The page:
A fascinating article on MotherJones.com points out that there are about a quarter of a billion cars and light vans in the USA and about one billion parking spaces to cater for all those vehicles.
Applying the same ratio for Ireland (with about 2.5 million cars) indicates that there are about ten million spaces here. Ten million spaces takes up a lot of space in a small country - approximately 110 square kilometres in fact or an area the same size as Dublin City. That’s a lot of space and a lot of space which is vacant most of the time.
It also represents a real cost to society – just look at your local shopping centre, the space allocated to parking is probably at least the same size as the space allocated to the retail units themselves.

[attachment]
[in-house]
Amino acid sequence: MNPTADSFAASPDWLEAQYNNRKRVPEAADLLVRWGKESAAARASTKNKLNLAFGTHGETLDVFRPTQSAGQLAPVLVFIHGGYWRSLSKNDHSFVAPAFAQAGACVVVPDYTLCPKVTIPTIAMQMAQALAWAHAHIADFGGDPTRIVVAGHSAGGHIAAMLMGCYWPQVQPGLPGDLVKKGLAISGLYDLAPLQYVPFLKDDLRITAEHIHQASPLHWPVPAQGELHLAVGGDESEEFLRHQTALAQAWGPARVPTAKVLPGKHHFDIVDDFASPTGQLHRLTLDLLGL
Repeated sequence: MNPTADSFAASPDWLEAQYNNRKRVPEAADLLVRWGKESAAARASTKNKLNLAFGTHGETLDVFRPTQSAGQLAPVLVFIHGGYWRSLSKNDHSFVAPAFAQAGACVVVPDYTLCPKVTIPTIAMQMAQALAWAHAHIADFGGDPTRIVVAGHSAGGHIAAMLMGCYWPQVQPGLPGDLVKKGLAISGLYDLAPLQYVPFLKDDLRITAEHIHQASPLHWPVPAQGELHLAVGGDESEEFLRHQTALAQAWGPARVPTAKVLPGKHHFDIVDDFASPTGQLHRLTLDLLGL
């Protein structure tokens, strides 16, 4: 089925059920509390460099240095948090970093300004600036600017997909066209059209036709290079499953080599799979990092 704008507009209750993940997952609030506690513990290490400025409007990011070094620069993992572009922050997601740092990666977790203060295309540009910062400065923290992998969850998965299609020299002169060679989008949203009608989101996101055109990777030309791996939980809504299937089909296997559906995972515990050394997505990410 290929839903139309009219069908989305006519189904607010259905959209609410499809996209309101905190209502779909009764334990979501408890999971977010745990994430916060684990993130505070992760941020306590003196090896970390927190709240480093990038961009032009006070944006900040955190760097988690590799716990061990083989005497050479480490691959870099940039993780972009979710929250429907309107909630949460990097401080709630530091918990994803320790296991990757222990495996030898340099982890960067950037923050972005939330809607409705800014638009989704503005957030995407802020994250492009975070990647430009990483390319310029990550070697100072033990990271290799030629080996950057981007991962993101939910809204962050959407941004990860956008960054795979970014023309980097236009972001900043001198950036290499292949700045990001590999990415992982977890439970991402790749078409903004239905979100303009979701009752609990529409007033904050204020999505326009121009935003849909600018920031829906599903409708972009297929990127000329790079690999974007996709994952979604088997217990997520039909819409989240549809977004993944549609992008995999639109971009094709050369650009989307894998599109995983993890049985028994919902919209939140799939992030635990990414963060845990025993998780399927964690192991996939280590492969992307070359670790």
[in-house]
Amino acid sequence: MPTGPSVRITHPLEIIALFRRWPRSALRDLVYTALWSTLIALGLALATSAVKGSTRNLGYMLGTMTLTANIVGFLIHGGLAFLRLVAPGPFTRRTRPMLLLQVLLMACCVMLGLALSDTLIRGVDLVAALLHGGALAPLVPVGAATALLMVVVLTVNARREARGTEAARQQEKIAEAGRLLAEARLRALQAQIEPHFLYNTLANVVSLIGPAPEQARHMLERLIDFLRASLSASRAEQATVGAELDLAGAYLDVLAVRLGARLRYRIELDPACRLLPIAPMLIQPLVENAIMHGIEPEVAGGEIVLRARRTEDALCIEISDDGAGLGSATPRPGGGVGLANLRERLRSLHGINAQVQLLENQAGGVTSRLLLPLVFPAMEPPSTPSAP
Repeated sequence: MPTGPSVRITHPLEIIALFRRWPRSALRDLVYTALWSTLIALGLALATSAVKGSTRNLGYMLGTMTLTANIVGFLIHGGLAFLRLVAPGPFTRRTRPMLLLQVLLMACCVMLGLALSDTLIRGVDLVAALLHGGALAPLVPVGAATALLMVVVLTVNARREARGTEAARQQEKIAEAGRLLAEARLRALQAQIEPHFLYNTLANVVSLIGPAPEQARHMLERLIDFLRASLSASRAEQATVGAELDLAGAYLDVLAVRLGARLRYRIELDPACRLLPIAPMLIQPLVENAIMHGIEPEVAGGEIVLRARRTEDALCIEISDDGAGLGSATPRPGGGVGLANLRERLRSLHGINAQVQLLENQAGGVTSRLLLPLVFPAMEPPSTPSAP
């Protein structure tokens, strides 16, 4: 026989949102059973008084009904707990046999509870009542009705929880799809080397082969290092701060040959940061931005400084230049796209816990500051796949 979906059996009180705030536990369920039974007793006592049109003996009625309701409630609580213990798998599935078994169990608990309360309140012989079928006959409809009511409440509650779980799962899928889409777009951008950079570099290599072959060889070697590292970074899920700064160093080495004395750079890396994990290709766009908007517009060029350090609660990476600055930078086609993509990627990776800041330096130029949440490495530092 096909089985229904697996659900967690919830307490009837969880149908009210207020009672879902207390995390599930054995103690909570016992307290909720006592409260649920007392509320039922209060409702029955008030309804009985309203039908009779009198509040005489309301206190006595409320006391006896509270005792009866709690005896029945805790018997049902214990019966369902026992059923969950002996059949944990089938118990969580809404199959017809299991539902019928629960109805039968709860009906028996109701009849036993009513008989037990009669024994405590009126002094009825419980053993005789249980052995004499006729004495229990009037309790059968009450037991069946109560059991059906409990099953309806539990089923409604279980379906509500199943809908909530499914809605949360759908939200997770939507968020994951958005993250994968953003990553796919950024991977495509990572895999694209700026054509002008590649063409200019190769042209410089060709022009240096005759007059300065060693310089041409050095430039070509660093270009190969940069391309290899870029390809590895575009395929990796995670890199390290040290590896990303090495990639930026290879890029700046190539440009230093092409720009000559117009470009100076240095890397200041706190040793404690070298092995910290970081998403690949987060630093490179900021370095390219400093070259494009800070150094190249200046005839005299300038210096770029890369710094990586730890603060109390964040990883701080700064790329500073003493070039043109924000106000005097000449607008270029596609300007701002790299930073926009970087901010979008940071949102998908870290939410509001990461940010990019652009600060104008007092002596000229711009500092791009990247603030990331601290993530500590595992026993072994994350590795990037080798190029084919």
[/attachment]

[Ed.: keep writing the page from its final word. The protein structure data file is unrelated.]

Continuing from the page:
Or you may work in an office building with underground carpark – a carpark which is empty at night and at the weekend. Or perhaps you live in an apartment block with underground car parking? Could that space be used more effectively?
With driverless cars coming err… down the road and other developments including Uber and Lyft, many countries – including Ireland – may find that we have drastically over engineered the amount of parking space needed in the future.
Uber announced last year that its drivers are making in excess of one million trips a day – could the millennial generation decide that they no longer need a car and definitely don’t want to tie up significant capital in buying and a maintaining a vehicle (and taxing and insuring it)?
Services such as the Dublin City website showing available car spaces may become a curious anachronism for future generations who have either eschewed the car or use driverless cars which conveniently take themselves elsewhere to ‘lay up’ until needed again.